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Researchers at ASU's School of Molecular Sciences, Biodesign Institute, Mayo Clinic unravel DNA repair mechanism


illustration of a model of DNA repair polymerase on a DNA strand

Model of DNA polymerase repairing damaged DNA strand.

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July 28, 2021

The health of a cell is largely determined by the health of its DNA and the genetic information it carries. The correct genetic code will ensure the regular functions to maintain the life of a cell. When DNA becomes damaged, the cell’s repair mechanism, the DNA polymerase enzyme, plays a crucial role in detecting and repairing genetic damage.

DNA can be fragile and damaged by environmental factors, such as chemicals or ultraviolet light. For example, when ultraviolet light damages DNA in skin cells, delicate molecular machinery can detect the damaged gene and repair it. This molecular work is usually accomplished by the collaborative work of proteins. The DNA repair mechanism is robust and requires high accuracy; otherwise, the genetic information that is passed down to the next generation of cells will be incorrect.

In their study, "Cryo-EM reveals conformational flexibility in apo DNA polymerase (zeta),"  published in the Journal of Biological Chemistry, Chloe Truong and Po-Lin Chiu of ASU's School of Molecular Sciences and The Biodesign Institute, along with colleagues at Mayo Clinic in Rochester, Minnesota, biochemically characterize the protein-protein interactions of a huge DNA repair enzyme, DNA polymerase zeta, which is responsible for repair across damaged DNA, known as DNA translesion synthesis (TLS).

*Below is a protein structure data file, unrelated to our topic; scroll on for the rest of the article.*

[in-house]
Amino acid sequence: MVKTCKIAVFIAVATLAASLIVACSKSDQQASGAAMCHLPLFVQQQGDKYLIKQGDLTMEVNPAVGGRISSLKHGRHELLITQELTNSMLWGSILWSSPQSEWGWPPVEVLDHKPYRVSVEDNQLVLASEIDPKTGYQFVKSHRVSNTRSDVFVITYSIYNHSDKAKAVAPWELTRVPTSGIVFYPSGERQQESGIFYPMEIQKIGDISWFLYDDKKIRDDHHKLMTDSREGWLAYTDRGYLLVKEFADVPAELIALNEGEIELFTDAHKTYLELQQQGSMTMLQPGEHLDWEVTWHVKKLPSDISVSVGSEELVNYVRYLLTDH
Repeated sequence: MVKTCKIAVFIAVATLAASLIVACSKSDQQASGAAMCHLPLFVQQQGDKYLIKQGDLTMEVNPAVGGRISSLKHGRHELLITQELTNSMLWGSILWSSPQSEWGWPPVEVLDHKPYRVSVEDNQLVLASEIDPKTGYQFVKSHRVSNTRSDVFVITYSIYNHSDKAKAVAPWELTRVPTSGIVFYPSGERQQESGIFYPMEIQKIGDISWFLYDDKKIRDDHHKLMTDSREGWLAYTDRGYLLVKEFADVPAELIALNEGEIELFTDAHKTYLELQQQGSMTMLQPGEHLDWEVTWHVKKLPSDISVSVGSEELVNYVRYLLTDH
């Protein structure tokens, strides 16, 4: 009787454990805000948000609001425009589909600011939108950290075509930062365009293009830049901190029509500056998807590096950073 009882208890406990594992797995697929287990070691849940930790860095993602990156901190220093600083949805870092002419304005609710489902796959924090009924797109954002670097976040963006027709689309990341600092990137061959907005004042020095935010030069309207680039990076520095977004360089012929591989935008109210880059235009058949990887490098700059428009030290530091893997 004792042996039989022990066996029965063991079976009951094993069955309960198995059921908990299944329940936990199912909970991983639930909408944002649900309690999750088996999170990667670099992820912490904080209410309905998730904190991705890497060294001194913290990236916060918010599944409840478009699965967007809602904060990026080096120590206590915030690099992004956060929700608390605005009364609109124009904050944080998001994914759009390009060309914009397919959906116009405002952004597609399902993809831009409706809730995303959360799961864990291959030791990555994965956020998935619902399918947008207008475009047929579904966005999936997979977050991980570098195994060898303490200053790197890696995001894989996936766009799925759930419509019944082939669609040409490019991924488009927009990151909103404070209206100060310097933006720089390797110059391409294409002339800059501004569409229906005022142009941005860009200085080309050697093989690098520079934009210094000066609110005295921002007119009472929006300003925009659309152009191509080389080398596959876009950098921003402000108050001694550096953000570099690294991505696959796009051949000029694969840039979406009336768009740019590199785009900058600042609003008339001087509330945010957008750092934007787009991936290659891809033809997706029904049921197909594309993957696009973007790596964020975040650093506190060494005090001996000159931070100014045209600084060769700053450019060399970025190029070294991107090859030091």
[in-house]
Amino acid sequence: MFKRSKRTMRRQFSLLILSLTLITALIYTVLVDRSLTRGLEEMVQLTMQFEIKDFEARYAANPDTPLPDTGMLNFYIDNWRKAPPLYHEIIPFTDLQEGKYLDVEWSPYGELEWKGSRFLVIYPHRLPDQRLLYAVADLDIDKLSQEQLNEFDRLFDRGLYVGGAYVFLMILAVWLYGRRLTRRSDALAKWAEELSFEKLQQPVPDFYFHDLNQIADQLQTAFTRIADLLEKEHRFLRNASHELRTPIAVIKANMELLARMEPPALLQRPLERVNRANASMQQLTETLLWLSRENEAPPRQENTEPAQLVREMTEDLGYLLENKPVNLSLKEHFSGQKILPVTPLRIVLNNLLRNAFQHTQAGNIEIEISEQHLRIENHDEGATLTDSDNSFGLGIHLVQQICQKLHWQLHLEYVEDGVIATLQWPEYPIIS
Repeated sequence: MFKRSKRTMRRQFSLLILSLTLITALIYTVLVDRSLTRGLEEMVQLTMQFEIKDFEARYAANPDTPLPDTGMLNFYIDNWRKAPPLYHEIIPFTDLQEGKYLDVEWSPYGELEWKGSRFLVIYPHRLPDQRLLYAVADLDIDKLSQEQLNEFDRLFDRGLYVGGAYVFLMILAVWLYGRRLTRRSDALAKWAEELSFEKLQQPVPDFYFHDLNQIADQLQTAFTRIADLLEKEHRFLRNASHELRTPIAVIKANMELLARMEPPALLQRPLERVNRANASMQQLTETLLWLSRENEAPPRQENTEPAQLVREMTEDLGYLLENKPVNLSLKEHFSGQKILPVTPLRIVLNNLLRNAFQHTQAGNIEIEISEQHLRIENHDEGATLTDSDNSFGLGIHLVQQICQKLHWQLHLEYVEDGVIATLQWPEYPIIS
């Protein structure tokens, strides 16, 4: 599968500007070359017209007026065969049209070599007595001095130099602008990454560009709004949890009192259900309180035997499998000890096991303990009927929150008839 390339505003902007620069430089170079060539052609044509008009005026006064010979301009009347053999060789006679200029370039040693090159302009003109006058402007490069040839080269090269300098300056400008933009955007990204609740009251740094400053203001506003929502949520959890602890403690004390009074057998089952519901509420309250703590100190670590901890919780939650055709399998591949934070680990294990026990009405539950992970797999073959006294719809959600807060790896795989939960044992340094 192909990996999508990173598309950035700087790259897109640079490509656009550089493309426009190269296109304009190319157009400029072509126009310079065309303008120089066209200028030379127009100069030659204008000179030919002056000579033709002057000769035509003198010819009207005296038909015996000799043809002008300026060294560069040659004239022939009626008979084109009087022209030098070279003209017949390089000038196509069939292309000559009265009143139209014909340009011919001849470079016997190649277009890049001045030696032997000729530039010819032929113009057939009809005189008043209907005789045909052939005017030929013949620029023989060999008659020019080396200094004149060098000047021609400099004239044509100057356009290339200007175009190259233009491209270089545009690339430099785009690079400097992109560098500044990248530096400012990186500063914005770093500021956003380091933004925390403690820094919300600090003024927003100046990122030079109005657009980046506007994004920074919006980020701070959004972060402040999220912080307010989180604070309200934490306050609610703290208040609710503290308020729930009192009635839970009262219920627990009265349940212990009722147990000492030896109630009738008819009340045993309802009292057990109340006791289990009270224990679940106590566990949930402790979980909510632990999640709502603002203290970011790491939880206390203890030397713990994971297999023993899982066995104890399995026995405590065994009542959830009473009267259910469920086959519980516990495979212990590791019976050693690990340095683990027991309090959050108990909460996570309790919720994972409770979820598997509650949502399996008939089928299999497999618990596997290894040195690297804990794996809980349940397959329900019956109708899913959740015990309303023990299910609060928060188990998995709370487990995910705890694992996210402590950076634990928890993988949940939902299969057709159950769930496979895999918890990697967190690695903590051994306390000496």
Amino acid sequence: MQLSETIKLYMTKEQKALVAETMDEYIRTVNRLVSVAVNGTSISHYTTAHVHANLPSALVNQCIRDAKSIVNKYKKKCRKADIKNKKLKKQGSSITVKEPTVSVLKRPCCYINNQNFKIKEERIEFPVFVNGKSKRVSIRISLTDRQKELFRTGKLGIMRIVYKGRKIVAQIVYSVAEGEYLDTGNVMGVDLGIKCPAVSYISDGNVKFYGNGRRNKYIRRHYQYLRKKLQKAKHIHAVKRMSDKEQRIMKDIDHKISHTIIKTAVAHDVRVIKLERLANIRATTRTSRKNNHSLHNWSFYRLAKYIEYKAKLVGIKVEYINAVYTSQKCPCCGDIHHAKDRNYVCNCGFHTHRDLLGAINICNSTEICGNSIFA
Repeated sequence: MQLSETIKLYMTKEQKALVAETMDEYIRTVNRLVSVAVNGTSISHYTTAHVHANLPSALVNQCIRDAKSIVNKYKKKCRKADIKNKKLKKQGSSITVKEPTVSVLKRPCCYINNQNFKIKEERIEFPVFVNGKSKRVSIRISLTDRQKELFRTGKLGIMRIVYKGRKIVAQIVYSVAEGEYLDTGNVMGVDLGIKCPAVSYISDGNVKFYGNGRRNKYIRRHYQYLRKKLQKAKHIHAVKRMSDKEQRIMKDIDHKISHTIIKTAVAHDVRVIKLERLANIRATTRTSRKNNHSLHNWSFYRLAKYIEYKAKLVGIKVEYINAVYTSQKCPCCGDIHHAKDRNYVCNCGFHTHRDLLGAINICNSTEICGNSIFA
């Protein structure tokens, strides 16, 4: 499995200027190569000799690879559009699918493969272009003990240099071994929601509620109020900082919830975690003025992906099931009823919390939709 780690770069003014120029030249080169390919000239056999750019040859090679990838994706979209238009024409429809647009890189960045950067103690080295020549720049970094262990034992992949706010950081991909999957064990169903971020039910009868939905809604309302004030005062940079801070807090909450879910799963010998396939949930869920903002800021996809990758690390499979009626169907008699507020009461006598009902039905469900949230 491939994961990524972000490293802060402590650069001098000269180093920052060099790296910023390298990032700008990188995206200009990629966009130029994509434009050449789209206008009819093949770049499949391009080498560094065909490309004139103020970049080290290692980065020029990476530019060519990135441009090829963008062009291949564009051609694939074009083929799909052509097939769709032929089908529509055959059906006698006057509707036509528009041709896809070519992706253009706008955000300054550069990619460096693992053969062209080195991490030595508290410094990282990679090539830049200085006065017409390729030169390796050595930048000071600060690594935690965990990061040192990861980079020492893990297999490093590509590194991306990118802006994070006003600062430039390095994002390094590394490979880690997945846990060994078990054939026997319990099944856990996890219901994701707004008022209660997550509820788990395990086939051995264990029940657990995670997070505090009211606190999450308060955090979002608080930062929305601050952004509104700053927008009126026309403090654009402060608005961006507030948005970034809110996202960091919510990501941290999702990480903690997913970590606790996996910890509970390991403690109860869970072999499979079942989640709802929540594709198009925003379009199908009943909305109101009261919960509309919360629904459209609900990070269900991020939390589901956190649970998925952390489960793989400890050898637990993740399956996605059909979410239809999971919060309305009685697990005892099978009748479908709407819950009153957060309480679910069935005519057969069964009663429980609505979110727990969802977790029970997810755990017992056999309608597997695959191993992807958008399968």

“This study focuses on solving the structure of polymerase zeta protein complex, which is involved in cell survival from DNA damages,” said Truong, first author of the journal paper.

Using state-of-the-art, high-resolution cryo-EM, or cryogenic electron microscopy, the structure and flexibility of the protein structure were determined. The team recorded millions of electron images of the DNA polymerase zeta and calculated a high-resolution density map by back-projecting these two-dimensional images into a three-dimensional structure of the DNA polymerase zeta. This allowed the team to analyze the molecular flexibility around the section of polymerase zeta responsible for the repair, the DNA binding tunnel. The information gained in this study was used to demonstrate how a cell can fix damaged DNA for continued function and survival.

The molecular images of the DNA polymerase zeta were recorded using the Titan Krios transmission electron microscope hosted in the Eyring Materials Center at ASU.

“Cryo-EM is an excellent tool to learn how protein molecules communicate with each other in a cell,” said Chiu. “This work contributes to understanding how cells survive in vulnerable environments. The structural knowledge of this huge enzyme molecule can provide a framework for developing new cancer therapeutics.”

Tijana Rajh, director of the School of Molecular Sciences, commented, It is inspiring to see how the cross-pollination of disciplines results in new, important atomic understandings of processes within our cells. This collaborative effort of (the School of Molecular Sciences), The Biodesign Institute and Mayo Clinic was the key to solve another collaborative effort — the collaborative work of proteins involved in DNA repair.”

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